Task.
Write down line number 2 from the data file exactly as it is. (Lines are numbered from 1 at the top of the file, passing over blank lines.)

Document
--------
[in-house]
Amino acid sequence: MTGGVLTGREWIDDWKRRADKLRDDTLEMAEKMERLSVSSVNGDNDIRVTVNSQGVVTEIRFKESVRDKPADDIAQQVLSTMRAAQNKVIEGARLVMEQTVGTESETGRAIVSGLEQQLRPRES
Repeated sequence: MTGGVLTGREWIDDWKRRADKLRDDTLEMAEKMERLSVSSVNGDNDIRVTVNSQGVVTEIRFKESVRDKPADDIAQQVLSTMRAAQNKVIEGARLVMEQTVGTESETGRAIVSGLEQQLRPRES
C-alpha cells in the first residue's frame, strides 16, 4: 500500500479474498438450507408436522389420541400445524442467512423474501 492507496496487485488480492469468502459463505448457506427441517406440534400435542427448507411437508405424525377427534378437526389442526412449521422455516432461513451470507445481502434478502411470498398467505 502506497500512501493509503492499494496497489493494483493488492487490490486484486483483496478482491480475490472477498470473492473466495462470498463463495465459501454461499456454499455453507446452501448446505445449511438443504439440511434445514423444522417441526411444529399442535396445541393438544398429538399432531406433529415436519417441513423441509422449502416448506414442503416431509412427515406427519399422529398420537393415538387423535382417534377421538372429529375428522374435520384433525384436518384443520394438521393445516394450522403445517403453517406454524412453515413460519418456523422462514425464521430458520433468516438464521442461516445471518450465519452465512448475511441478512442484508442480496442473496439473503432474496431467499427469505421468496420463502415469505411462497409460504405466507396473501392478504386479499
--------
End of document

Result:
Amino acid sequence: MTGGVLTGREWIDDWKRRADKLRDDTLEMAEKMERLSVSSVNGDNDIRVTVNSQGVVTEIRFKESVRDKPADDIAQQVLSTMRAAQNKVIEGARLVMEQTVGTESETGRAIVSGLEQQLRPRES